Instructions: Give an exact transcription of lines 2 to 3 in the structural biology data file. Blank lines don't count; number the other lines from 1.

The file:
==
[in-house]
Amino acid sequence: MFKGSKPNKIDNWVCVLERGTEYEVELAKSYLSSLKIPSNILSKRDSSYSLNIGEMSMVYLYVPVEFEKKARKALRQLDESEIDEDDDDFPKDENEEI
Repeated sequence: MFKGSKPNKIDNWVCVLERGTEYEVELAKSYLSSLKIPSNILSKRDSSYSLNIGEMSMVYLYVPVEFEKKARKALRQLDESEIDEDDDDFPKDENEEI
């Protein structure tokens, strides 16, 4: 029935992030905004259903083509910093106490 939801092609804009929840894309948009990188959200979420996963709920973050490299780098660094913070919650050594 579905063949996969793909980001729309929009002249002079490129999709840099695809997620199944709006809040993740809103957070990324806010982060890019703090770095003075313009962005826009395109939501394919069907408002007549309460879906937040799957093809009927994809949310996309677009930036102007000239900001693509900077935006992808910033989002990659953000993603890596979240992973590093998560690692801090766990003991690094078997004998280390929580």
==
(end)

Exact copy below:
Amino acid sequence: MFKGSKPNKIDNWVCVLERGTEYEVELAKSYLSSLKIPSNILSKRDSSYSLNIGEMSMVYLYVPVEFEKKARKALRQLDESEIDEDDDDFPKDENEEI
Repeated sequence: MFKGSKPNKIDNWVCVLERGTEYEVELAKSYLSSLKIPSNILSKRDSSYSLNIGEMSMVYLYVPVEFEKKARKALRQLDESEIDEDDDDFPKDENEEI